Abstract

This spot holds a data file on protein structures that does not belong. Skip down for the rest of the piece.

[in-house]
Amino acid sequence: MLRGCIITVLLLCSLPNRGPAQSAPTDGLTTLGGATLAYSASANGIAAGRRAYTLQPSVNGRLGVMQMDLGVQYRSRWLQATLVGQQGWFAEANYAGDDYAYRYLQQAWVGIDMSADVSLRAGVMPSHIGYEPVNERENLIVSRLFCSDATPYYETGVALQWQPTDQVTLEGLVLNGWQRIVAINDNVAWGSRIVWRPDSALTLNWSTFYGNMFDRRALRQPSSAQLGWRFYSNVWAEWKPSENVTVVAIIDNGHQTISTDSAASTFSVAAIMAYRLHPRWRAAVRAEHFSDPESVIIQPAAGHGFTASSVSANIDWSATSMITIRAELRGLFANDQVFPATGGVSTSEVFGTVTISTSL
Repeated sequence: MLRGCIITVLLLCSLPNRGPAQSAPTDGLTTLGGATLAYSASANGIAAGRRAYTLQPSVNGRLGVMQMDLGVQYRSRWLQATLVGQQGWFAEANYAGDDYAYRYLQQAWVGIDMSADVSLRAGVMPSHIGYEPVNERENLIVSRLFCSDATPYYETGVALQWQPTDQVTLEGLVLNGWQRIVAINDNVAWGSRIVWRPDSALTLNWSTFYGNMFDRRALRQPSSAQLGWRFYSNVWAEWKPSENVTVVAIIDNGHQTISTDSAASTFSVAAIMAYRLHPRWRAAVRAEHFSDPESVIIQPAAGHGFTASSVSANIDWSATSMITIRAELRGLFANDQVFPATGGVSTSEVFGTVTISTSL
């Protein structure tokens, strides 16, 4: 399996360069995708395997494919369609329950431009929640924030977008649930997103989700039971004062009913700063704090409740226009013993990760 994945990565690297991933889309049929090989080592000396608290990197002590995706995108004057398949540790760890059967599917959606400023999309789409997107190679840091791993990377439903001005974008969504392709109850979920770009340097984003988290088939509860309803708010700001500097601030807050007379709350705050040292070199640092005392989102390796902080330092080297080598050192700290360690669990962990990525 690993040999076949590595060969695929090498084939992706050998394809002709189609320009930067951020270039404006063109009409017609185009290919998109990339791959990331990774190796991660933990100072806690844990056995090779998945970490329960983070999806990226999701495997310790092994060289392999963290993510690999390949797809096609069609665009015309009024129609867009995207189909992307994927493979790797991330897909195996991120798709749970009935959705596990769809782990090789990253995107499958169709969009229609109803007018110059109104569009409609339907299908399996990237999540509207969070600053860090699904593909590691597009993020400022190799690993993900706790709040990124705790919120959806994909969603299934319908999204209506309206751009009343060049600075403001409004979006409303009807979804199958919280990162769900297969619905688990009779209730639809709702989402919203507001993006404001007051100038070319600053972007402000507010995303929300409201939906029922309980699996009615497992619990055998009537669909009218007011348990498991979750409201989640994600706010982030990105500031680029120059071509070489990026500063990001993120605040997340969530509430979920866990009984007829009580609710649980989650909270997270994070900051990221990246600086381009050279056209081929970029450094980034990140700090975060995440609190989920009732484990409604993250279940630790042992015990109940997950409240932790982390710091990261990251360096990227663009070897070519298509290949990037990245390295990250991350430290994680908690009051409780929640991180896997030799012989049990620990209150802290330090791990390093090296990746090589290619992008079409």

The mechanical properties of an ankle-foot orthosis (AFO) can impact how a user's movement is either restricted or augmented by the device. However, standardized methods for assessing stiffness properties of AFOs are lacking, posing a challenge for comparing between devices and across vendors. Therefore, the purpose of this study was to quantify the rotational stiffness of thirteen commercial, non-articulated, carbon composite ankle-foot orthoses. A custom, instrumented test fixture deflected an AFO through 20 degrees of plantar/dorsiflexion motion about a specified, but adjustable, ankle axis. Sagittal, frontal, and transverse plane rotational stiffness were calculated, and reliability was assessed between cycles, sessions, and testers. The test fixture demonstrated good-to-excellent reliability between testers, sessions, and cycles (intraclass correlation coefficients all ≥0.95 for sagittal plane stiffness measures). Sagittal plane AFO stiffness ranged from 0.58 Nm/deg to 3.66 Nm/deg. AFO's with a lateral strut demonstrated frontal plane stiffnesses up to 0.71 Nm/deg of eversion while those with a medial strut demonstrated frontal plane stiffnesses up to 0.53 Nm/deg of inversion. Transverse plane stiffnesses were less than 0.3 Nm/deg of internal or external rotation. These results directly compare AFOs of different models and from different manufacturers using consistent methodology and are intended as resource for clinicians in identifying a device with stiffness properties for individual patients.

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